Space Tourism

999 WordsMay 2, 20114 Pages
Public Space Tourism “The idea gradually dawned around the turn of the twentieth century that the rocket was the key to space travel.” (History of Rocketry and Space Travel) Then in 1969, Lance Armstrong and Apollo 11 landed on the mood for the first time. Now over 40 years later, the thought of public tourism into outer space has become a reality. A big turning point in public space tourism was the SpaceX competition, which was held on October 4, 2004. There was a $10,000,000 prize to the group who could build a private space ship that could carry three people to 100 kilometers above the Earth’s surface, twice within two weeks. The prize was one by a group called SpaceShipOne, led by aerospace designer Burt Rutan and financier…show more content…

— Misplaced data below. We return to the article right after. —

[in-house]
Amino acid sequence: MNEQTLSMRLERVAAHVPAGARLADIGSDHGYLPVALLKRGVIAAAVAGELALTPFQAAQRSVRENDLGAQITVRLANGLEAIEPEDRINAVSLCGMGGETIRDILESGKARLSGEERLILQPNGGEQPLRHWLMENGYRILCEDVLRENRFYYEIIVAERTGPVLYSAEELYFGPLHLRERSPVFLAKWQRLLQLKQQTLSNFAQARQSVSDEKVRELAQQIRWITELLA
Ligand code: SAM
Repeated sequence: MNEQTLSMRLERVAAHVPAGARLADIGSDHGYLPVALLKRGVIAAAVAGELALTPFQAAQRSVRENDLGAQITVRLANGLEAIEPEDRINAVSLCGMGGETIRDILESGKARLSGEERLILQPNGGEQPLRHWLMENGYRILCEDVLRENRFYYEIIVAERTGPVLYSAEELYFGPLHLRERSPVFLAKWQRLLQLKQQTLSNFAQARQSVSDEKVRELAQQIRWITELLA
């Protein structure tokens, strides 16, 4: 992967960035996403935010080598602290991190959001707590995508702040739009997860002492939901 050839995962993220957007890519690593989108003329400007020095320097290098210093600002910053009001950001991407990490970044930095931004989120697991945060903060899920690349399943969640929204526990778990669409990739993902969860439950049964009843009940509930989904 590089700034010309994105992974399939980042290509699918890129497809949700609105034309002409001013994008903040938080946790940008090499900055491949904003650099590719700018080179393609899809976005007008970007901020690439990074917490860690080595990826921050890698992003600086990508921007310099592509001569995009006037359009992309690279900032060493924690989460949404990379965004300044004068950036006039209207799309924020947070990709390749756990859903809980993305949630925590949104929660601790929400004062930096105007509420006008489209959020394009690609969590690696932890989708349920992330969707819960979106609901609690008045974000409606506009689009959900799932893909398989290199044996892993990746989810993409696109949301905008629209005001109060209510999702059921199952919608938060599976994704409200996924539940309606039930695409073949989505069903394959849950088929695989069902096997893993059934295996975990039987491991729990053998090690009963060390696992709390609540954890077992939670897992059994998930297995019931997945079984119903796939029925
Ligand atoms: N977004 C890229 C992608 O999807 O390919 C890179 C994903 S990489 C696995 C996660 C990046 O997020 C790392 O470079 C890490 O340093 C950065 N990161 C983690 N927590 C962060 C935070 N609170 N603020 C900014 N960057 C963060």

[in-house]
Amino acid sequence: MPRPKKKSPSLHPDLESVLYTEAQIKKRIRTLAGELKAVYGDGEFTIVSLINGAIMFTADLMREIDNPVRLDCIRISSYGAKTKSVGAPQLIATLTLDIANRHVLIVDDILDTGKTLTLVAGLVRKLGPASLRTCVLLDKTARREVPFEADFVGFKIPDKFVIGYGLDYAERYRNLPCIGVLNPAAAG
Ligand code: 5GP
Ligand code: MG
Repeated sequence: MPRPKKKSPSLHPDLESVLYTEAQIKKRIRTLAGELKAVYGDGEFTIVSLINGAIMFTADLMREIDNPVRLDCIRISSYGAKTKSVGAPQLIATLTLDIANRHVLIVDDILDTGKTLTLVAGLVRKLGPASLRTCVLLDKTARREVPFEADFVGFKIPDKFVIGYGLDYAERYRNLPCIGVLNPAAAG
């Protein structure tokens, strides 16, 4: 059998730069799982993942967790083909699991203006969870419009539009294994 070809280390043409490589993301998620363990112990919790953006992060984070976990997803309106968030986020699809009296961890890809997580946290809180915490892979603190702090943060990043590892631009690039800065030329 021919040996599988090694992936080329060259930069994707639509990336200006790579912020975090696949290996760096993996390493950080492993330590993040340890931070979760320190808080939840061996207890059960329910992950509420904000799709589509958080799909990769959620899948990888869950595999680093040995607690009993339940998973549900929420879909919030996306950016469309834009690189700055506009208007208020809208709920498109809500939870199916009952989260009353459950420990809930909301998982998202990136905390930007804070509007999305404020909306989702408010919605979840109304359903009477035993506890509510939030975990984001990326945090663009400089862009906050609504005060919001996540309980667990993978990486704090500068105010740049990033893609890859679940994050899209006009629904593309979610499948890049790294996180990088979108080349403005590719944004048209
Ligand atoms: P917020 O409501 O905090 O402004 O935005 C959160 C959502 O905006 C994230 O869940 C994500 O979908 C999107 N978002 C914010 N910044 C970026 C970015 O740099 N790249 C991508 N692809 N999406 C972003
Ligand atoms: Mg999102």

The force felt when going back home is very similar to the feeling felt when heading in to space. When descending, the seat is reclined and you are basically lying down to help reduce the pressure caused by the force of descent. Once landed, you depart the ship and head home, only with great memories of what home looked like from over sixty miles away. Obviously a $200,000.00 trip in to space isn’t something that everyone can afford to do, however, it is actually a reasonable price to go do something that most will never do in their lifetime. The technological changes made to space ships along with years of research and development may change all of that though. What started off as Lance Armstrong and Apollo 11 landing on the moon, has turned into something so much bigger, only 40 years later. To think that there are trips you can take in to space, and blueprints of an orbiting space hotel really makes you look forward to what kind of possibilities for space travel there could be in the next 40 years to come. Works Cited Von Braun, Wernher, and Fredrick I. Ordway III. History of Rocketry and Space Travel. 3rd ed. New Yory: Thomas Y. Crowell, 1834. Print. P. 40-45 Xprize Foundation. Salkever, Alex. "Dust off the Moon Suit, Honey, It's Time for a Space Vacation. (cover Story)." Christian Science Monitor 90.36 (1998). EBSCO MWCC. Web.
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